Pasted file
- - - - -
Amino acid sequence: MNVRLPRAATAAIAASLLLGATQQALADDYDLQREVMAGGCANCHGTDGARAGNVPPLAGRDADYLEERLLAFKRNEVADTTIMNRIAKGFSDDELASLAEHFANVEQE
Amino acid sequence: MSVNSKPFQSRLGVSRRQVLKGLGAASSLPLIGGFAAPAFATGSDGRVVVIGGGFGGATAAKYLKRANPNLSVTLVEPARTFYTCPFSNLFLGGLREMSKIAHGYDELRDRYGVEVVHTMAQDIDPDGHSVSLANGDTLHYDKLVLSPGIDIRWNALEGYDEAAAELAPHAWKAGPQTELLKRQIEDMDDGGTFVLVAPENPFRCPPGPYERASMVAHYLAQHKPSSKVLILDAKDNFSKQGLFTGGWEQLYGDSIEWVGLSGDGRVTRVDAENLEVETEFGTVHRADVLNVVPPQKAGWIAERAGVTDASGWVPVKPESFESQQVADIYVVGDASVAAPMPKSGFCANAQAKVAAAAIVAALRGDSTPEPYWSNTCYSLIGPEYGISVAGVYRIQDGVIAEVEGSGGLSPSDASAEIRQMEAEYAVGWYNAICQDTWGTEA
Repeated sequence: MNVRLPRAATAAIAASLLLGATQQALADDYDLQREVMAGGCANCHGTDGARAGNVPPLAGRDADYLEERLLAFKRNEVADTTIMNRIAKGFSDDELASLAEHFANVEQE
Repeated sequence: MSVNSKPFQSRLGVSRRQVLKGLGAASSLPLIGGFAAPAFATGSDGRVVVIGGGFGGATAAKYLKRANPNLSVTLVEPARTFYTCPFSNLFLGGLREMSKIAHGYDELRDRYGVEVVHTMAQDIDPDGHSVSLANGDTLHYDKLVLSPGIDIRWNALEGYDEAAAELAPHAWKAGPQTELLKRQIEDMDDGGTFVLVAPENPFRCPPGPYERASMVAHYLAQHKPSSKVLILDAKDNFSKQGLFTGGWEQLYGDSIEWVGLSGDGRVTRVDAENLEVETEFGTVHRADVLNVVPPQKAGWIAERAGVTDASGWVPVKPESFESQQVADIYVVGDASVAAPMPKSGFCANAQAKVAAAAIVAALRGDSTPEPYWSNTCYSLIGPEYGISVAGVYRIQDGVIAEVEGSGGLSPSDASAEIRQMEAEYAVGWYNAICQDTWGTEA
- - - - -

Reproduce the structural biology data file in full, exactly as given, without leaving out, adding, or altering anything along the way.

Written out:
Amino acid sequence: MNVRLPRAATAAIAASLLLGATQQALADDYDLQREVMAGGCANCHGTDGARAGNVPPLAGRDADYLEERLLAFKRNEVADTTIMNRIAKGFSDDELASLAEHFANVEQE
Amino acid sequence: MSVNSKPFQSRLGVSRRQVLKGLGAASSLPLIGGFAAPAFATGSDGRVVVIGGGFGGATAAKYLKRANPNLSVTLVEPARTFYTCPFSNLFLGGLREMSKIAHGYDELRDRYGVEVVHTMAQDIDPDGHSVSLANGDTLHYDKLVLSPGIDIRWNALEGYDEAAAELAPHAWKAGPQTELLKRQIEDMDDGGTFVLVAPENPFRCPPGPYERASMVAHYLAQHKPSSKVLILDAKDNFSKQGLFTGGWEQLYGDSIEWVGLSGDGRVTRVDAENLEVETEFGTVHRADVLNVVPPQKAGWIAERAGVTDASGWVPVKPESFESQQVADIYVVGDASVAAPMPKSGFCANAQAKVAAAAIVAALRGDSTPEPYWSNTCYSLIGPEYGISVAGVYRIQDGVIAEVEGSGGLSPSDASAEIRQMEAEYAVGWYNAICQDTWGTEA
Repeated sequence: MNVRLPRAATAAIAASLLLGATQQALADDYDLQREVMAGGCANCHGTDGARAGNVPPLAGRDADYLEERLLAFKRNEVADTTIMNRIAKGFSDDELASLAEHFANVEQE
Repeated sequence: MSVNSKPFQSRLGVSRRQVLKGLGAASSLPLIGGFAAPAFATGSDGRVVVIGGGFGGATAAKYLKRANPNLSVTLVEPARTFYTCPFSNLFLGGLREMSKIAHGYDELRDRYGVEVVHTMAQDIDPDGHSVSLANGDTLHYDKLVLSPGIDIRWNALEGYDEAAAELAPHAWKAGPQTELLKRQIEDMDDGGTFVLVAPENPFRCPPGPYERASMVAHYLAQHKPSSKVLILDAKDNFSKQGLFTGGWEQLYGDSIEWVGLSGDGRVTRVDAENLEVETEFGTVHRADVLNVVPPQKAGWIAERAGVTDASGWVPVKPESFESQQVADIYVVGDASVAAPMPKSGFCANAQAKVAAAAIVAALRGDSTPEPYWSNTCYSLIGPEYGISVAGVYRIQDGVIAEVEGSGGLSPSDASAEIRQMEAEYAVGWYNAICQDTWGTEA